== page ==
The Daily Tar Heel

Serving the students and the University community since 1893

Friday December 3rd

For now, no night parking fee in sight

UNC will consider the fee when it begins its next five-year study.

It’s ultimately a policy UNC will implement in the next 10 to 15 years because of the financial burdens and cuts facing the University, said Charles Streeter, UNC Employee Forum chairman.

“It is a difficult conversation, but we are starting it now,” he said. “However, to my knowledge the decision is not something that is going to be brought up again until the next five-year plan for public safety.”

The University performs an in-depth review of parking operations, costs and rates every five years.

Randy Young, spokesman for the Department of Public Safety, said the University is looking at conducting a five-year study that would begin in the 2015-16 school year.

Matt Fajack, vice chancellor for finance and administration, said there will be no impact for 20 months.

“We covered the revenues that we anticipated from night parking by cutting costs in administrative areas across the campus,” Fajack said in an email without specifying which areas were cut.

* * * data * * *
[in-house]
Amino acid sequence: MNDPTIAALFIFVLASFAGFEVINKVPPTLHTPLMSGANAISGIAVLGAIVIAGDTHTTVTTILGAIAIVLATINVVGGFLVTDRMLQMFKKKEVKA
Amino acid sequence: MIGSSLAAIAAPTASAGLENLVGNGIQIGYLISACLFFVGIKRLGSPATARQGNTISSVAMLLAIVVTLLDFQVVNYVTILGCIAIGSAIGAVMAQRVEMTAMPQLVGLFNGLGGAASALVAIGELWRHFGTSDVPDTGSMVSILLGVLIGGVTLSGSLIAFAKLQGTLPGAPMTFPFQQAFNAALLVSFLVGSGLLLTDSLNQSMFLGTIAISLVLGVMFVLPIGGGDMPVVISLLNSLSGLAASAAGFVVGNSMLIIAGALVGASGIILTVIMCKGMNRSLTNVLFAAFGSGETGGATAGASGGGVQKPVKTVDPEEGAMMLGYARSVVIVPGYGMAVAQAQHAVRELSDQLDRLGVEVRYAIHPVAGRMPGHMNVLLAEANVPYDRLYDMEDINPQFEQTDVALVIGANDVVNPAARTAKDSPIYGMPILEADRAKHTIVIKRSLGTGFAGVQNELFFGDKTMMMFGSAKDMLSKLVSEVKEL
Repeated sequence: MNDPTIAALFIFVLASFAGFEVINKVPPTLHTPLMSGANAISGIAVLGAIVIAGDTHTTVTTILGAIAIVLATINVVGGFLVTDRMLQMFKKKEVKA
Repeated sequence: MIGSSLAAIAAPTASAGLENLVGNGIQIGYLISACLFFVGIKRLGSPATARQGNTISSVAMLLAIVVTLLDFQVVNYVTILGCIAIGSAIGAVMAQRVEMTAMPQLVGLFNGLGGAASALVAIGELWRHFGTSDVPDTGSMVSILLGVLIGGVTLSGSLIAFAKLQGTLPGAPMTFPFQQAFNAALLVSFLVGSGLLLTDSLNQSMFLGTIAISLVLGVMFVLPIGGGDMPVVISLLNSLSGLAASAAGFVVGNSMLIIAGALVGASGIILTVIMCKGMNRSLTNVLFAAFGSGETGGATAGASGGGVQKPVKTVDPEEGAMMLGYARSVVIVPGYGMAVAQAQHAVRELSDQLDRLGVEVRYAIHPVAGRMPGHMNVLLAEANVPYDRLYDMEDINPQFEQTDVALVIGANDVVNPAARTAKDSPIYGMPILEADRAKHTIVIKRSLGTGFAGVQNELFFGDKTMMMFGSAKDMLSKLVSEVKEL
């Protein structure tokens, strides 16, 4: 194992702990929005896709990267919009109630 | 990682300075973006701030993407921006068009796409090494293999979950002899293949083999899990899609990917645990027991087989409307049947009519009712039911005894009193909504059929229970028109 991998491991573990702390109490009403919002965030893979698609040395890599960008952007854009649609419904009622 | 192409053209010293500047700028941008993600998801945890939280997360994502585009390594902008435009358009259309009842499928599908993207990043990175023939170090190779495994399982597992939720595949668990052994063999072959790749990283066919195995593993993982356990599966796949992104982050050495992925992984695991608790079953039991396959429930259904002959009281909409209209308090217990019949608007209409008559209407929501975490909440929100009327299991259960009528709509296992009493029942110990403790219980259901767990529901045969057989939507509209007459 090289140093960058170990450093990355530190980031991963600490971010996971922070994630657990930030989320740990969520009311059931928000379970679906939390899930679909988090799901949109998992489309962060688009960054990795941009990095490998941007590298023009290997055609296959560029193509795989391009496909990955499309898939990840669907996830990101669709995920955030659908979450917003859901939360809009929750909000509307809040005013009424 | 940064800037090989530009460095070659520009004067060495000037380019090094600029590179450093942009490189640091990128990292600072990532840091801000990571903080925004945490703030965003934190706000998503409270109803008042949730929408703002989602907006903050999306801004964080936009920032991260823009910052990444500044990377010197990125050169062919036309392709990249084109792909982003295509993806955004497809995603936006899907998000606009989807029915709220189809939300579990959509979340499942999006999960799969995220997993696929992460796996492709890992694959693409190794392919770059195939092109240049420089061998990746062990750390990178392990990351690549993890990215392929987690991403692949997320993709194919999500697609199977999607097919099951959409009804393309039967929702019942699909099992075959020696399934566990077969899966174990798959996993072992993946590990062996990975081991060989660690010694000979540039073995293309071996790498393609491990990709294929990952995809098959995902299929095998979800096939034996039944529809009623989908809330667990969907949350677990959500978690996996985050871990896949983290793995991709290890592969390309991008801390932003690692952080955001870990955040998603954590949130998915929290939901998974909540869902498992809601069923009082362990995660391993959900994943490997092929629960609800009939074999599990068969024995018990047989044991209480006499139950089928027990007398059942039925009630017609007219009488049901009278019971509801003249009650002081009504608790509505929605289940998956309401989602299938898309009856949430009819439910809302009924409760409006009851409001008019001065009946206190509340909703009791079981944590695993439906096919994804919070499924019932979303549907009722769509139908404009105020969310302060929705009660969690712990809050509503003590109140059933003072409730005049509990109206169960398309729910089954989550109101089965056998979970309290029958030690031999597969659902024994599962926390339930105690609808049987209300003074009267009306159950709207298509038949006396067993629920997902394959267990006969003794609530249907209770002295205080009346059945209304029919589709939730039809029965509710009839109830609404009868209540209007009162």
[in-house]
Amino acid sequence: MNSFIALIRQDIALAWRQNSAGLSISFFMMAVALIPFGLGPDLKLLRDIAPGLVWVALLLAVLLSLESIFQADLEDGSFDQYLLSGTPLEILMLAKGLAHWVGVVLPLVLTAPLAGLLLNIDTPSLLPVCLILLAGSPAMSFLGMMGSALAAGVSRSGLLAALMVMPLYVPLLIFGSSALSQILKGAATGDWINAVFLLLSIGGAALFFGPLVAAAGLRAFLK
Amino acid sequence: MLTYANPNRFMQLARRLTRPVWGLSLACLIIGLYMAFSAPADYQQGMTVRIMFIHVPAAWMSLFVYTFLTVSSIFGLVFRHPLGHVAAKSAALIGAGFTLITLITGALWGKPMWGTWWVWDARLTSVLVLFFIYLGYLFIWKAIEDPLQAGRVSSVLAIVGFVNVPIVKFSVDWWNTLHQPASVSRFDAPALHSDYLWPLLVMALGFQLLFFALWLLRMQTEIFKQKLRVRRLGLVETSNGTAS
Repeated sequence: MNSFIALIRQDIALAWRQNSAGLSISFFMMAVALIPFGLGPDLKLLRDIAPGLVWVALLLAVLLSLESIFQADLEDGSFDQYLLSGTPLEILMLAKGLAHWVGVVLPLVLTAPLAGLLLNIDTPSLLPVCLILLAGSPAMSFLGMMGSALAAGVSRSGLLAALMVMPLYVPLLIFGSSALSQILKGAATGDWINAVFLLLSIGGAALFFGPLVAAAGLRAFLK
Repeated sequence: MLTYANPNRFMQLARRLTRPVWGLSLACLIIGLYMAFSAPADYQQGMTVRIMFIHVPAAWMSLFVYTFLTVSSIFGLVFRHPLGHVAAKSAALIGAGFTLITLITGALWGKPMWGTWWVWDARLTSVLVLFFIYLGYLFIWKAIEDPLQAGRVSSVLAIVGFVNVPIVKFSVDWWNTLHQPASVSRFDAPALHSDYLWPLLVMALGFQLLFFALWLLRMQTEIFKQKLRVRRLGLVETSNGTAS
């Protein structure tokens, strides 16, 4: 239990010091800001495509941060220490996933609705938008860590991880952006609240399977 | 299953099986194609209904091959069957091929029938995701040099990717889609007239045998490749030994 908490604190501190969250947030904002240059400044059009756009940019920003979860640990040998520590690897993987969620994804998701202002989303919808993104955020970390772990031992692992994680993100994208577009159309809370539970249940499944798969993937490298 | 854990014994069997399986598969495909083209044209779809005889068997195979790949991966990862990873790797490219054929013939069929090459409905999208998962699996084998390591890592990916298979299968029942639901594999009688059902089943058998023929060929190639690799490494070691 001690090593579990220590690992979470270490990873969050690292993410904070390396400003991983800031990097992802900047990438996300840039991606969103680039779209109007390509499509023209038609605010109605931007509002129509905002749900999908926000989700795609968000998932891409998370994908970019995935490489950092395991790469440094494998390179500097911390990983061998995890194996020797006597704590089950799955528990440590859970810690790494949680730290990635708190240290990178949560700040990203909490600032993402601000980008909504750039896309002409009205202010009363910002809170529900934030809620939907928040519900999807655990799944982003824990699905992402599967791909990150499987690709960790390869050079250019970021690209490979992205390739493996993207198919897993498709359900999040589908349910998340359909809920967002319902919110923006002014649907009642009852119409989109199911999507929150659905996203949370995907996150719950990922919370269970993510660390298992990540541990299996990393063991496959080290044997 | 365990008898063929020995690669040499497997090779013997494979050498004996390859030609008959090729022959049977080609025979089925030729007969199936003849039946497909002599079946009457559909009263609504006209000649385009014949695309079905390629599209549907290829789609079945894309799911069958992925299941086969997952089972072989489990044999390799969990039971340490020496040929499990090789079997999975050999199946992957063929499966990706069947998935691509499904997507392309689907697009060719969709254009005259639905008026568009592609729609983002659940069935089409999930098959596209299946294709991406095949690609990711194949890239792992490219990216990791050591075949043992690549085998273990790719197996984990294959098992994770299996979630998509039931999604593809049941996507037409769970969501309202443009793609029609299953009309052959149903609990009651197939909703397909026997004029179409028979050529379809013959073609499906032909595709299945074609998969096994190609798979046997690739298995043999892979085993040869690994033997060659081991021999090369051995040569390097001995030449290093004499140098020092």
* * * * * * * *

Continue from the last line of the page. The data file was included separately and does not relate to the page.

Streeter said the recent split between transportation and parking and DPS will also cause some delays due to the new positions that will need to be filled.

“It is going to be a while to get some new folks added on to finance and administration to handle the two distinct sections of parking and transportation as opposed to public safety, and then they will be looking to start meeting again,” he said.

Streeter also touched on the large response received by faculty regarding the potential night parking situation.

“We had about 400 folks who sent in emails of their feedback directly to us within two to three days,” he said. “This is something that affects faculty, staff, undergraduate and also postdoc students who have no formal representation.”

Charging fees for night parking in the future could also change the dynamic of the programs that take place on campus in the evening, he said.

“A lot of staff members pointed out that their departments plan activities because of the availability of parking in the evenings,” Streeter said. “If it has to happen, we want to find that equilibrium that will make it such that it doesn’t have such a big negative impact.”


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